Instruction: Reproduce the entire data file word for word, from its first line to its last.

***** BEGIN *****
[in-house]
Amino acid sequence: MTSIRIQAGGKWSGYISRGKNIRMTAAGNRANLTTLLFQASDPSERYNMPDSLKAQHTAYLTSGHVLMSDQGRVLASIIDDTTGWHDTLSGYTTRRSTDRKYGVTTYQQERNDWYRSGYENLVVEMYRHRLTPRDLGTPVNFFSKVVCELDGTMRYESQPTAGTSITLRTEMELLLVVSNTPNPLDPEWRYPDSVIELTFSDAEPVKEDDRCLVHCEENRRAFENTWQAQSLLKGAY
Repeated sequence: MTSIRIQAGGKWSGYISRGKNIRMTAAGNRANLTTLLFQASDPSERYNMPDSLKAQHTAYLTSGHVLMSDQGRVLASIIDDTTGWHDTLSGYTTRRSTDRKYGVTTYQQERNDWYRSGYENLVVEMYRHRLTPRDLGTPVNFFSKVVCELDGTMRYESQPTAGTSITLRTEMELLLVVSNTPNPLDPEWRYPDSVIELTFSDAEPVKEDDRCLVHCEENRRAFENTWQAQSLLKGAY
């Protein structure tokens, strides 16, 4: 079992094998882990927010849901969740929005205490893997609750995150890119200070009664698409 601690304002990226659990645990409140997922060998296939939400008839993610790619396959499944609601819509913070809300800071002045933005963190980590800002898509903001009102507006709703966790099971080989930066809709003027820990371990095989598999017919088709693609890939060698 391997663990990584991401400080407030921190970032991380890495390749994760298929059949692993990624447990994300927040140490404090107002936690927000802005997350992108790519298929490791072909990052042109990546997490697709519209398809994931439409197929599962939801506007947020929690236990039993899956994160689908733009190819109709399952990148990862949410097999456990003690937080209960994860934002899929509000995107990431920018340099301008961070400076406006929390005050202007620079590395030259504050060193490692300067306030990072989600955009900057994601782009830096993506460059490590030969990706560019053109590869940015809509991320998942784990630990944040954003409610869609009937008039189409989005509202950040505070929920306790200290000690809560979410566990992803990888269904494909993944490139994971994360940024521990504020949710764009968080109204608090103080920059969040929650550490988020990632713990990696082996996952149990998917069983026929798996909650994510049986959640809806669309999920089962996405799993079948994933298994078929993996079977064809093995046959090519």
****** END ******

[in-house]
Amino acid sequence: MTSIRIQAGGKWSGYISRGKNIRMTAAGNRANLTTLLFQASDPSERYNMPDSLKAQHTAYLTSGHVLMSDQGRVLASIIDDTTGWHDTLSGYTTRRSTDRKYGVTTYQQERNDWYRSGYENLVVEMYRHRLTPRDLGTPVNFFSKVVCELDGTMRYESQPTAGTSITLRTEMELLLVVSNTPNPLDPEWRYPDSVIELTFSDAEPVKEDDRCLVHCEENRRAFENTWQAQSLLKGAY
Repeated sequence: MTSIRIQAGGKWSGYISRGKNIRMTAAGNRANLTTLLFQASDPSERYNMPDSLKAQHTAYLTSGHVLMSDQGRVLASIIDDTTGWHDTLSGYTTRRSTDRKYGVTTYQQERNDWYRSGYENLVVEMYRHRLTPRDLGTPVNFFSKVVCELDGTMRYESQPTAGTSITLRTEMELLLVVSNTPNPLDPEWRYPDSVIELTFSDAEPVKEDDRCLVHCEENRRAFENTWQAQSLLKGAY
């Protein structure tokens, strides 16, 4: 079992094998882990927010849901969740929005205490893997609750995150890119200070009664698409 601690304002990226659990645990409140997922060998296939939400008839993610790619396959499944609601819509913070809300800071002045933005963190980590800002898509903001009102507006709703966790099971080989930066809709003027820990371990095989598999017919088709693609890939060698 391997663990990584991401400080407030921190970032991380890495390749994760298929059949692993990624447990994300927040140490404090107002936690927000802005997350992108790519298929490791072909990052042109990546997490697709519209398809994931439409197929599962939801506007947020929690236990039993899956994160689908733009190819109709399952990148990862949410097999456990003690937080209960994860934002899929509000995107990431920018340099301008961070400076406006929390005050202007620079590395030259504050060193490692300067306030990072989600955009900057994601782009830096993506460059490590030969990706560019053109590869940015809509991320998942784990630990944040954003409610869609009937008039189409989005509202950040505070929920306790200290000690809560979410566990992803990888269904494909993944490139994971994360940024521990504020949710764009968080109204608090103080920059969040929650550490988020990632713990990696082996996952149990998917069983026929798996909650994510049986959640809806669309999920089962996405799993079948994933298994078929993996079977064809093995046959090519």